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What Are the Exceptions to Barring Hearsay in Court?

Posted on in Criminal Law

What Are the Exceptions to Barring Hearsay in Court?When determining a matter as important as whether someone is guilty of a crime, the court needs to have confidence that the evidence is reliable. That is why courts mostly reject the admission of hearsay in a criminal case. Hearsay is testimony in court that is based on a statement from someone who is not appearing in court. Courts often consider hearsay unreliable because the person who is testifying does not have first-hand knowledge of the information and the source of the statement is not available to be cross-examined. Without viewing testimony from the hearsay source, the jury cannot get a sense of whether the source is reliable. However, the Illinois Rules of Evidence have several exceptions that allow for the admission of hearsay evidence. The exceptions fall under two categories:

  1. The Availability of the Declarant Is Immaterial: This means that the hearsay source’s testimony in court is not necessary to establish the information as reliable. For instance, a person is considered unlikely to have lied if they said something that would incriminate themselves or go against their self-interest. The source’s state of mind may also be relevant. A person may speak impulsively when they are excited, which means they may not have had time to consider lying. Finally, hearsay based on a matter of public record is considered reliable because the information can be verified.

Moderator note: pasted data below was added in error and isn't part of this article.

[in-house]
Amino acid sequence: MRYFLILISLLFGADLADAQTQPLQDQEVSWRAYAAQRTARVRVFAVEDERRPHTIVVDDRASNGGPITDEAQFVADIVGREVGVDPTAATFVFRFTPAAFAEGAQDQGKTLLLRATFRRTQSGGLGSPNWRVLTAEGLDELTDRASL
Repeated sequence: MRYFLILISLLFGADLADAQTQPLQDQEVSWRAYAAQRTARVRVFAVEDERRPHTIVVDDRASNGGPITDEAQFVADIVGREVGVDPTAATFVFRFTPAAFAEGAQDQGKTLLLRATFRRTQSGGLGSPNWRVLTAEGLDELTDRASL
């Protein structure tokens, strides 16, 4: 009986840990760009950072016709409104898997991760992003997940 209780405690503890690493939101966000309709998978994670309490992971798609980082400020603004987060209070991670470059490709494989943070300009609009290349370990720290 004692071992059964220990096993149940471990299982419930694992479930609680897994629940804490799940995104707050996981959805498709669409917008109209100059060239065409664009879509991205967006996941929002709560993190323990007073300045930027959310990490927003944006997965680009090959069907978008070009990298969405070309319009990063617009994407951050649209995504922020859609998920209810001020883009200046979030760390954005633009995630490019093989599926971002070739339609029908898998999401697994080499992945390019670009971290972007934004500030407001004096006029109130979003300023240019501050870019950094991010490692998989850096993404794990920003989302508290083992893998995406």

2. The Declarant Is Unavailable: The hearsay source may be unable to testify because they are dead, ill or suffering memory loss. Others may be exempted from having to testify, such as the alleged victim in a child abuse case. Just because a source is unable to testify does not mean that the court has to allow the hearsay as evidence. Statements from a previous trial may be allowed if the defendant had a chance to cross-examine the declarant at that trial. Courts will consider dying declarations, which are statements from someone who is deceased that were made when they knew they were dying. The court may also allow hearsay evidence from an unavailable witness if it believes the defendant committed wronging against the defendant with the intent to prevent testimony.

Contact a Crystal Lake, Illinois, Criminal Defense Attorney

A judge in a criminal case may have the discretion to decide whether testimony is hearsay and, if so, whether that hearsay falls under the exceptions. A McHenry County criminal defense lawyer at Botto Gilbert Lancaster, PC, will contest unreliable or hearsay evidence presented by the prosecution in your case. To schedule a free consultation, call 815-338-3838.

Source:

http://www.illinoiscourts.gov/SupremeCourt/Evidence/Evidence.htm#Article_VIII

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